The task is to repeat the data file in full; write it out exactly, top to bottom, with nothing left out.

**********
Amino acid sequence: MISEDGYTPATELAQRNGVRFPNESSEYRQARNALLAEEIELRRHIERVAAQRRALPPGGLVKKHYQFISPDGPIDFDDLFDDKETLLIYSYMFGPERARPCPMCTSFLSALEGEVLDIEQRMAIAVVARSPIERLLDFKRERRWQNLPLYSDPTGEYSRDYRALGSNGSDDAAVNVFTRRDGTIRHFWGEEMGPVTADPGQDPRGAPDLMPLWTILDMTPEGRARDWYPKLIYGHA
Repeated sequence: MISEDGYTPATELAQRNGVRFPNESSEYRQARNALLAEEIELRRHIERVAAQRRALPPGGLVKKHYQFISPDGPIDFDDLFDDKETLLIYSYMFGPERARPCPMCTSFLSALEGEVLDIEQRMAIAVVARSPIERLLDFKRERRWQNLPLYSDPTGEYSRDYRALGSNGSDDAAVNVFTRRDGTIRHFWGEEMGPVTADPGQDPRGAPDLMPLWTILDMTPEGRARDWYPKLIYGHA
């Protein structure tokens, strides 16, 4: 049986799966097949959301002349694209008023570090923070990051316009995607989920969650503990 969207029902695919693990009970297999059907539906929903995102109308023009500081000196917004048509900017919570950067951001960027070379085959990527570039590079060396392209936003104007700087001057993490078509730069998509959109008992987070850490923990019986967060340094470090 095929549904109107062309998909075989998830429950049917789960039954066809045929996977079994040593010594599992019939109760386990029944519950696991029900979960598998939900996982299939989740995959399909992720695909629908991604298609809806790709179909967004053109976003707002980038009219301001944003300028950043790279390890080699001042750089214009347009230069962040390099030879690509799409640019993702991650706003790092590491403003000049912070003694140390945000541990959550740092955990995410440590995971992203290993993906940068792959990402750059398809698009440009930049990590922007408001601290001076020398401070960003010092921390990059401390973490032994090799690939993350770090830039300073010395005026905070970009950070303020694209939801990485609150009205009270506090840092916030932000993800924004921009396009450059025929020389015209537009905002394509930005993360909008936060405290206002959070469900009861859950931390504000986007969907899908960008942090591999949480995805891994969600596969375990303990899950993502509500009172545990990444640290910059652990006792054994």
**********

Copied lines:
Amino acid sequence: MISEDGYTPATELAQRNGVRFPNESSEYRQARNALLAEEIELRRHIERVAAQRRALPPGGLVKKHYQFISPDGPIDFDDLFDDKETLLIYSYMFGPERARPCPMCTSFLSALEGEVLDIEQRMAIAVVARSPIERLLDFKRERRWQNLPLYSDPTGEYSRDYRALGSNGSDDAAVNVFTRRDGTIRHFWGEEMGPVTADPGQDPRGAPDLMPLWTILDMTPEGRARDWYPKLIYGHA
Repeated sequence: MISEDGYTPATELAQRNGVRFPNESSEYRQARNALLAEEIELRRHIERVAAQRRALPPGGLVKKHYQFISPDGPIDFDDLFDDKETLLIYSYMFGPERARPCPMCTSFLSALEGEVLDIEQRMAIAVVARSPIERLLDFKRERRWQNLPLYSDPTGEYSRDYRALGSNGSDDAAVNVFTRRDGTIRHFWGEEMGPVTADPGQDPRGAPDLMPLWTILDMTPEGRARDWYPKLIYGHA
């Protein structure tokens, strides 16, 4: 049986799966097949959301002349694209008023570090923070990051316009995607989920969650503990 969207029902695919693990009970297999059907539906929903995102109308023009500081000196917004048509900017919570950067951001960027070379085959990527570039590079060396392209936003104007700087001057993490078509730069998509959109008992987070850490923990019986967060340094470090 095929549904109107062309998909075989998830429950049917789960039954066809045929996977079994040593010594599992019939109760386990029944519950696991029900979960598998939900996982299939989740995959399909992720695909629908991604298609809806790709179909967004053109976003707002980038009219301001944003300028950043790279390890080699001042750089214009347009230069962040390099030879690509799409640019993702991650706003790092590491403003000049912070003694140390945000541990959550740092955990995410440590995971992203290993993906940068792959990402750059398809698009440009930049990590922007408001601290001076020398401070960003010092921390990059401390973490032994090799690939993350770090830039300073010395005026905070970009950070303020694209939801990485609150009205009270506090840092916030932000993800924004921009396009450059025929020389015209537009905002394509930005993360909008936060405290206002959070469900009861859950931390504000986007969907899908960008942090591999949480995805891994969600596969375990303990899950993502509500009172545990990444640290910059652990006792054994």